Remember Jaws? Remember what it did to trips to the shore? Of course you do. Well, this movie is the Jaws for Mexican vacations...and pumpkin vines.Based on the best-selling novel of the same name, The Ruins, directed by Carter Smith, focuses on four college kids on a getaway in Cancun: Amy (Jena Malone), her best friend Stacy (Laura Ramsey), Amy's boyfriend Jeff (Jonathan Tucker), and Stacy's boyfriend Eric (Shawn Ashmore). At the hotel they meet Mathias, a German vacationing with his brother Heinrich. The four Americans travel with Mathias to some ancient Mayan ruins in search of Heinrich, who travelled there with an archeologist a few days ago and never returned. However, some Mayans arrive and drive the group up the ruins after Amy steps in some of the vines covering it. Now Amy, Stacy, Jeff, Eric, and Mathias are trapped by the Mayans on top of the ruins with little food, little water, and an enemy with the power to destroy them from the inside out. The actors in this movie all do a very good job portraying their characters convincingly; it probably helps that all of them read the novel. However, the characters they play have changed quite a bit in transition from page-to-screen; in fact (and I think this is what bothers me most about the film), they've become exactly what they deconstructed in the novel, falling into more stereotypical and cliched roles. Some characters have also been blended with others from the book: Stacy is a composite of Eric and Stacy from the novel, Mathias is mixed with Pablo (a Greek who plays a significant role in the book but is killed within the first 20 minutes of the film) and Mathias, and Eric is mixed with Mathias and Eric. Before I move on, I just want to say a quick word about Eric. In the novel, Eric's character struggles with cutting and obsession involving the film's antagonist, making him vital to the story. However, that role is given to Stacy in the film, making Eric virtually useless and forgettable. The setting of the film is absolutely gorgeous. It's filmed in Australa in the winter even though it takes place in Mexico in the summer, but you can't even tell since the special effects team did a wonderful job making the actors look all sweaty and grimy. The movie uses minimal CGI, which makes it all the more real: all of the vines are hand done, and all of the gore is real (well, real in the sense that it's not CGI). I also really like the camera techniques used in the film. The high angle camera shot of the group when they're on top of the ruins makes them seem that much more vulnerable, and the long shot of Stacy during the climax of her conflict makes the scene that much more horrifying. The novel The Ruins is over 300 pages long; obviously not all of it can be represented onscreen. Only the most important scenes are transferred over, and that's fine. The most obivous change is the ending, with the movie opting for a slightly more optimistic one than the book. However, the movie's ending also turns it into an "or is it?" ending while the novel's ending is pretty straightforward.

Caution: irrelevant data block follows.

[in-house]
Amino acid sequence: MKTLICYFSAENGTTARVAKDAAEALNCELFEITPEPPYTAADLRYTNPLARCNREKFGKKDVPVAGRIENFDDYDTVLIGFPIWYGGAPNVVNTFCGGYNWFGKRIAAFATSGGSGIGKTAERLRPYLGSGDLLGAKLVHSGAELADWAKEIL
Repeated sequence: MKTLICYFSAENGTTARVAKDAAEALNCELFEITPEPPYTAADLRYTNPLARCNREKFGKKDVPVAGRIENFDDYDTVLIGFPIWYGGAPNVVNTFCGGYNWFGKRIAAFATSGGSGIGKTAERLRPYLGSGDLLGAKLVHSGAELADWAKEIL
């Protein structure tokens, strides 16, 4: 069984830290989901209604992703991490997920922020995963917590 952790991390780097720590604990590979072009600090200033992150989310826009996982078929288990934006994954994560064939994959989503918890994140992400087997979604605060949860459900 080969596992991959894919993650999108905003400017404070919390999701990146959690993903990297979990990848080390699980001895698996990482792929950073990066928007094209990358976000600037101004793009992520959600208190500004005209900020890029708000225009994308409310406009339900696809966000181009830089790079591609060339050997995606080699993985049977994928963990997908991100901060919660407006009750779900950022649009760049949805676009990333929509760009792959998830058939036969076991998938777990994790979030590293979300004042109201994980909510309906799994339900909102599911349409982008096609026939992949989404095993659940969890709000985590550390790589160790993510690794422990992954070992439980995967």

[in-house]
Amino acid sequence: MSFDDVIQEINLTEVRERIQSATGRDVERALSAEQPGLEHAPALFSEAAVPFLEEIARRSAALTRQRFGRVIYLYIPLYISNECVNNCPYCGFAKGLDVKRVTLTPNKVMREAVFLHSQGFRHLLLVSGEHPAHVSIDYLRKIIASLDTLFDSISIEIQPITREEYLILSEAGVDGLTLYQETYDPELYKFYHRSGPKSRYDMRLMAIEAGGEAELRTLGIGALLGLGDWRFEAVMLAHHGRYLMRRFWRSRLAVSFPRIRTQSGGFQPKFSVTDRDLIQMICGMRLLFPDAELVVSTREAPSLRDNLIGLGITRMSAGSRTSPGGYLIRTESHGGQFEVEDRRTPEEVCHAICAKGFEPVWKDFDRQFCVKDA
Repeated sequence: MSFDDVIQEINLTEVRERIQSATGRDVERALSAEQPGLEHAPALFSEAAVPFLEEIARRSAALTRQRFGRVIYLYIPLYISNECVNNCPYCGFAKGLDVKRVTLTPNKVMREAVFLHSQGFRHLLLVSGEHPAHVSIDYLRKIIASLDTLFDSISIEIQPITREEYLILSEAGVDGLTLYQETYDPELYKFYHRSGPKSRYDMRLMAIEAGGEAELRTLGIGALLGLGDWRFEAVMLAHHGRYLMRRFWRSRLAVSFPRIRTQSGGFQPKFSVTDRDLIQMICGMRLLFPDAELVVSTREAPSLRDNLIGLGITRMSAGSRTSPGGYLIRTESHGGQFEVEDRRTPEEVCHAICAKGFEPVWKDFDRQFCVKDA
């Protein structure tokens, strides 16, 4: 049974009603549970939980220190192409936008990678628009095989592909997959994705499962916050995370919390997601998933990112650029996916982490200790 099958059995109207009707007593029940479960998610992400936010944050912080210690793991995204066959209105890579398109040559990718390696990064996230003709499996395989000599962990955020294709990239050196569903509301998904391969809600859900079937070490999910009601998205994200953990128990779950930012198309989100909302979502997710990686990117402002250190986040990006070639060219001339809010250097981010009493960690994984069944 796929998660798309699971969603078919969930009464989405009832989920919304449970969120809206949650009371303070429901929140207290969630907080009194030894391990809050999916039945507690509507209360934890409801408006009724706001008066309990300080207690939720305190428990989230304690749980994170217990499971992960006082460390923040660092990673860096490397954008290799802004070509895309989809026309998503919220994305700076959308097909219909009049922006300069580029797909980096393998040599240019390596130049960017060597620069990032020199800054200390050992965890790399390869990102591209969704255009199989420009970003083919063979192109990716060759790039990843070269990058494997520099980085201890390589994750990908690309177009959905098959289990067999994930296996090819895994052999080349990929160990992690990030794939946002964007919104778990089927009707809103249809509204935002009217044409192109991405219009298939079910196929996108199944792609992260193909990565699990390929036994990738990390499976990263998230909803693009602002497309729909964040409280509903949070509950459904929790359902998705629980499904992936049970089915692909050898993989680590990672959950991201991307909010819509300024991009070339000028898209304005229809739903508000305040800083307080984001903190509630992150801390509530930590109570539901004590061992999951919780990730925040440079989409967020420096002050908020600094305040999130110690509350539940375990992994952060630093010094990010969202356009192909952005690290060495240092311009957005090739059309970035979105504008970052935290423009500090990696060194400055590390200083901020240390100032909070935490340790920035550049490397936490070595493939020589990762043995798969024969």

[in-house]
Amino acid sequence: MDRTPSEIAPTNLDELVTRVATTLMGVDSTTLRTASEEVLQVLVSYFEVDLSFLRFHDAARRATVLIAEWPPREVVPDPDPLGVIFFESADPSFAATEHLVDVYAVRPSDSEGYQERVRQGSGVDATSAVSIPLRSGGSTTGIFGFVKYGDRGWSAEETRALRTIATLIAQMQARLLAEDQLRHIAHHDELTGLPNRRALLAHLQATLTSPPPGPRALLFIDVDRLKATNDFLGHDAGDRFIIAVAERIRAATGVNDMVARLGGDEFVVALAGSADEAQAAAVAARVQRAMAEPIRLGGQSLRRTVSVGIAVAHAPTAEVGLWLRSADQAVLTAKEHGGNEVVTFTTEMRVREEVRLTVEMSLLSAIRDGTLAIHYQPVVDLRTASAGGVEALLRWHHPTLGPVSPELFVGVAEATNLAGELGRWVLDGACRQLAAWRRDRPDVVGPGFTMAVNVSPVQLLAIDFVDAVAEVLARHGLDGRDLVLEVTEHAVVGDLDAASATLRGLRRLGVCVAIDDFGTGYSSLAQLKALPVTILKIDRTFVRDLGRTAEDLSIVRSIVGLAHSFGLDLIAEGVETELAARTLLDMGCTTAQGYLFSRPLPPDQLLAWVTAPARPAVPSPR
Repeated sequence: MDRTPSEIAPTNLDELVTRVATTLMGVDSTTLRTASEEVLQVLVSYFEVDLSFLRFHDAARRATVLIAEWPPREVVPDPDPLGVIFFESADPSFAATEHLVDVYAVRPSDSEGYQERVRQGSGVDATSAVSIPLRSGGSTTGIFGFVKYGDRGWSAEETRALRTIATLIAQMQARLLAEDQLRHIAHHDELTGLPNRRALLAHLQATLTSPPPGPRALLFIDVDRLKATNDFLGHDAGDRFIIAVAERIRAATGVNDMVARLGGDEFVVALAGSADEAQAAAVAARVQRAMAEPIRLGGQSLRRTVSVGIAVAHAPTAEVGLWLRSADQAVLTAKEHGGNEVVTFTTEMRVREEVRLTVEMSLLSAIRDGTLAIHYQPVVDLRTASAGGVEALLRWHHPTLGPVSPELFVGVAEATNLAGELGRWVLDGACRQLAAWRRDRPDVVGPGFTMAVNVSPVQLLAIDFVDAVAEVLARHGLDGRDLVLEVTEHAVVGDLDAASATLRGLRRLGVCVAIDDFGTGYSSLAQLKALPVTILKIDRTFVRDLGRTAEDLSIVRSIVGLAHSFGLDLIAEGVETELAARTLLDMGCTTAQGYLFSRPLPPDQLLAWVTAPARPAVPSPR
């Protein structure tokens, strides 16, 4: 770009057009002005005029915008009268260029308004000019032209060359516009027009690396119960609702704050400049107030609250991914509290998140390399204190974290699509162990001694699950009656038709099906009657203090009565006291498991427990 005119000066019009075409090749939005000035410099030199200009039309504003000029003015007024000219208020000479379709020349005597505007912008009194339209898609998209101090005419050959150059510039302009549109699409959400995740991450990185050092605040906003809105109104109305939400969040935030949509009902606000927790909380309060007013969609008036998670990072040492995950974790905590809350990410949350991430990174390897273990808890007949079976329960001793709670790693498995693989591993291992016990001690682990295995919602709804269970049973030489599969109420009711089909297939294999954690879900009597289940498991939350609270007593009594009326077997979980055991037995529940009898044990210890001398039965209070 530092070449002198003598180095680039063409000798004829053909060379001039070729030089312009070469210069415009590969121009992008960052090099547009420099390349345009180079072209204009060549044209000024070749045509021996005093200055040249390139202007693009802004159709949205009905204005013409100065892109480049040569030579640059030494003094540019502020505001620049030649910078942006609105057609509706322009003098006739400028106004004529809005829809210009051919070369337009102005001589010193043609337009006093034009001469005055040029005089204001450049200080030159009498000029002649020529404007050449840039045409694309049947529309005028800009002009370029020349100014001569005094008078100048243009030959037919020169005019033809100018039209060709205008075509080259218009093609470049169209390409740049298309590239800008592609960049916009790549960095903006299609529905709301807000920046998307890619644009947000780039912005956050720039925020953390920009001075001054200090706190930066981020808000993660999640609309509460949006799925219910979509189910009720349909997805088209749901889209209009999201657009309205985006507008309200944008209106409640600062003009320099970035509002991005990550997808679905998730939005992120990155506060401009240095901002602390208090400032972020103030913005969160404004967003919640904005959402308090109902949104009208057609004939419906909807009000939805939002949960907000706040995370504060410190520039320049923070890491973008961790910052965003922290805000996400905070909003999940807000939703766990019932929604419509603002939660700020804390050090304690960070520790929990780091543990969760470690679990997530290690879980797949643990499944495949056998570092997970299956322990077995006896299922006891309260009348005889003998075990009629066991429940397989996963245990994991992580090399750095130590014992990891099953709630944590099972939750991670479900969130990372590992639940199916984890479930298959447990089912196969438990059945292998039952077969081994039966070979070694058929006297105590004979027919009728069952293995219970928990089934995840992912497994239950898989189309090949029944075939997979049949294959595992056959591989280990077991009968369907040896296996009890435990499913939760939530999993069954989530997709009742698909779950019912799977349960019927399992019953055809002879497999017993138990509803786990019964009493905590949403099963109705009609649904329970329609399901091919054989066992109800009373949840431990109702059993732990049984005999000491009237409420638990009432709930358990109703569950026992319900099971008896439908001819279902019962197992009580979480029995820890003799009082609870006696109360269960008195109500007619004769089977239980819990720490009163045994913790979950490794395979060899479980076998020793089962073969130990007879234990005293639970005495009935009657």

With this movie, you either like it or loathe it. Most critics panned it, mainly for the excess of gore. But other people, like Stephen King, really liked it. I think if you like King's works, you'll like this movie and do your best to overlook its faults. I personally enjoyed it, even if it's not as good as the book, and think it's very underrated.